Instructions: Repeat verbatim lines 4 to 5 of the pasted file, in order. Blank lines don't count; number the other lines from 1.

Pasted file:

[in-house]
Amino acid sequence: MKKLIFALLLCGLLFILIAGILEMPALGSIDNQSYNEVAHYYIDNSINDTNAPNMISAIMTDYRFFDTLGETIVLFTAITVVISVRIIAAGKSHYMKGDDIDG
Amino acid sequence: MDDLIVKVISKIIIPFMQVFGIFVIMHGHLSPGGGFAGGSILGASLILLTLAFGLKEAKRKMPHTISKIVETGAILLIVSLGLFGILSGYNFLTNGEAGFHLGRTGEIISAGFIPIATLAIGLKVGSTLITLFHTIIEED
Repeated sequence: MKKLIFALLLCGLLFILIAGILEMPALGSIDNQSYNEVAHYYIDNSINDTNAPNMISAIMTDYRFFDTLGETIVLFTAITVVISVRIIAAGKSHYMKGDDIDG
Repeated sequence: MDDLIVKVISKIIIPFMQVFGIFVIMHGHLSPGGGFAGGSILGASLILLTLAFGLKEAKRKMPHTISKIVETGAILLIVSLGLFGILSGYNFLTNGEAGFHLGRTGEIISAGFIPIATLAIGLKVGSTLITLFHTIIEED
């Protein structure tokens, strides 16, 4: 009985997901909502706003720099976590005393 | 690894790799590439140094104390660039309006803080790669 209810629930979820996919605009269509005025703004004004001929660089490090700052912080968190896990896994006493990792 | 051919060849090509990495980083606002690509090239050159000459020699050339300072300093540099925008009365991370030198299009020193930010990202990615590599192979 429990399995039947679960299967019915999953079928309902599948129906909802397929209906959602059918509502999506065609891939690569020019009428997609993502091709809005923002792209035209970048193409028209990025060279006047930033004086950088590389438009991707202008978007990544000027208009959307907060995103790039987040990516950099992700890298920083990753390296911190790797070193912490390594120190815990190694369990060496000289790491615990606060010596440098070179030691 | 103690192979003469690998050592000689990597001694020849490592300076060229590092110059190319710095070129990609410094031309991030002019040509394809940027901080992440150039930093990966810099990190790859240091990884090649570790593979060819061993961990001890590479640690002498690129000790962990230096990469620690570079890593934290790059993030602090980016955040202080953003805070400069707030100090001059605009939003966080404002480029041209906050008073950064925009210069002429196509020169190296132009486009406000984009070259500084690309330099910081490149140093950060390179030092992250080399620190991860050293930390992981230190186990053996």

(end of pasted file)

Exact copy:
Repeated sequence: MKKLIFALLLCGLLFILIAGILEMPALGSIDNQSYNEVAHYYIDNSINDTNAPNMISAIMTDYRFFDTLGETIVLFTAITVVISVRIIAAGKSHYMKGDDIDG
Repeated sequence: MDDLIVKVISKIIIPFMQVFGIFVIMHGHLSPGGGFAGGSILGASLILLTLAFGLKEAKRKMPHTISKIVETGAILLIVSLGLFGILSGYNFLTNGEAGFHLGRTGEIISAGFIPIATLAIGLKVGSTLITLFHTIIEED